For the pièce de résistance, I made a Millennium Falcon cake:

melennium falcon cake

I baked two cake rounds, chopped one of the circles up, gave the entire cake a drizzle glaze (regular frosting with extra milk added) of white over they entire cake, and marked it up with gray and black cake decorating gel (click to see a larger step-by-step photo process. I usually frost my cakes with wax paper liners underneath. Then I can remove the wax paper and any frosting drips.

millenium falcon cake inst


2013
Nov 07

Layers of the Earth

by Hannah Holt »

13 comments


The other day my five-year-old asked me, “What’s a continent?”

Me, “It’s a large land area on a tectonic plate.” (My husband likes to tease me for being incapable of simple explanations. I thought I was keeping it pretty simple, until…)

Him, “What’s a tectonic plate?”

Suddenly, I knew this explanation needed play-doh:

Layers of the earth playdoh1

Question: What is a tectonic plate?

Answer: Tectonic plates are pieces of the earth’s crust. The earth’s crust is one of three main layers of the earth, including the core, mantle, and crust.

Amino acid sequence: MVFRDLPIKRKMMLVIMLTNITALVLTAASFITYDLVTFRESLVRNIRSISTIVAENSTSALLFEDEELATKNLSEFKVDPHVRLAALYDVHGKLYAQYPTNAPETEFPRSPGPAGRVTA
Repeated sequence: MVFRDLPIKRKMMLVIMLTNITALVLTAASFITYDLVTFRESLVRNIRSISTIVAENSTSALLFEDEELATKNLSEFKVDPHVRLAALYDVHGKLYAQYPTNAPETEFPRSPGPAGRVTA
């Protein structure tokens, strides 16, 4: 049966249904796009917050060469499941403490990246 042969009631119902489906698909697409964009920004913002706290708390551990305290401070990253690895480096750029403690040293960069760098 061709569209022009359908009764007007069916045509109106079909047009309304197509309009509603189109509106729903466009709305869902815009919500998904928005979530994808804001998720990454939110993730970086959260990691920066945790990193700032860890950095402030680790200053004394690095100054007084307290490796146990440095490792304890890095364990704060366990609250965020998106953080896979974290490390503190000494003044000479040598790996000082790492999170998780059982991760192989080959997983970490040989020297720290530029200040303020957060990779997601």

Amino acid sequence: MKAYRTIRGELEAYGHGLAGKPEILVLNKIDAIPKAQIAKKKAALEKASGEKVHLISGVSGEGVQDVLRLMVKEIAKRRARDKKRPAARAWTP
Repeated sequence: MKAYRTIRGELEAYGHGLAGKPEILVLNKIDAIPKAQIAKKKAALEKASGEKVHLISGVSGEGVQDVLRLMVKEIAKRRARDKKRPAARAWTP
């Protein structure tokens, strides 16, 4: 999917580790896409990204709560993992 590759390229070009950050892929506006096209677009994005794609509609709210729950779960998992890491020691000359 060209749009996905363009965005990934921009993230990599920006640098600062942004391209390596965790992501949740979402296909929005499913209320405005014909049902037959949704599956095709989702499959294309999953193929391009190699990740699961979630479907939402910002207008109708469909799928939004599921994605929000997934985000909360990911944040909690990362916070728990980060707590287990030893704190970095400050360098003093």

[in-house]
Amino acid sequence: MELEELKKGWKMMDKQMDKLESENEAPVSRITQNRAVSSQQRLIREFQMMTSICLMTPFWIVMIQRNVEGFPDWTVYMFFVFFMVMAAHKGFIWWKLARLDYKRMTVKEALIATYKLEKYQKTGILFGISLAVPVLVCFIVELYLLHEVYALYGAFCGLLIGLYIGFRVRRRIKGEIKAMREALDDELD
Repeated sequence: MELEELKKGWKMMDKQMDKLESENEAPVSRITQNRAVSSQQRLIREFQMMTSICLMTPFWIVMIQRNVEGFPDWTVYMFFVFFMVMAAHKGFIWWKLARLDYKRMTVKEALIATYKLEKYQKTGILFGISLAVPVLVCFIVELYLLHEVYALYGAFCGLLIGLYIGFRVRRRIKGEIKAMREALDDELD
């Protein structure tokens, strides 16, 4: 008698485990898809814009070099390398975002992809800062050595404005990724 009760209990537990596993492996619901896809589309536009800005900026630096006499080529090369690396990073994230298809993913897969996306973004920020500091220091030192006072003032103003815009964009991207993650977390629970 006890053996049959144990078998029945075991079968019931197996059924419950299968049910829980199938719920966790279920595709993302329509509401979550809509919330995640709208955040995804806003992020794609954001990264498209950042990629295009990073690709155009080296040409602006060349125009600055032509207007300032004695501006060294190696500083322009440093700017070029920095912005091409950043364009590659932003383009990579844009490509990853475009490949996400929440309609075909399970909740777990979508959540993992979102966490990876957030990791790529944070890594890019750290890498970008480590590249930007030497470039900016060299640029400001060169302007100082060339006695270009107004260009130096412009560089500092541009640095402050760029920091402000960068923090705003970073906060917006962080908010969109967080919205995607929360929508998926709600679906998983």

The core is the center of the earth. It is made mostly of metal and is surrounded by a liquid-ish mantle:

core and mantle

The earth’s crust rests on the mantle:

crust

The crust is where you find people, and continents, and, oceans and….

volcanoes

I tried keeping it simple. How I’d do?


2013
Oct 29

Ginger-Spooks & Pumpkin Puppets

by Hannah Holt »

7 comments


This week I had a hankering for gingerbread. It might be too early for Christmas music and gingerbread men, but it’s the perfect time for ginger-spooks!

ginger skeletons

Boo! I followed this recipe for ginger cookies, and frosted them monster-style with a simple glaze.

{Note: to pipe designs on the cookies, I filled a sandwich bag with frosting and snipped off one of the corners with scissors. No fancy cake decorating supplies needed!)

ginger skeletons2

They were frightfully good!

We also made paper bag pumpkin puppets. I always keep lunch bags around the house. They are cheap and have so many uses. I cut pumpkin faces and features from construction paper and showed the kids how to glue them to the bags.

 

pumpkin puppetpumpkin puppet1

Happy Halloween!

pumpkin puppet2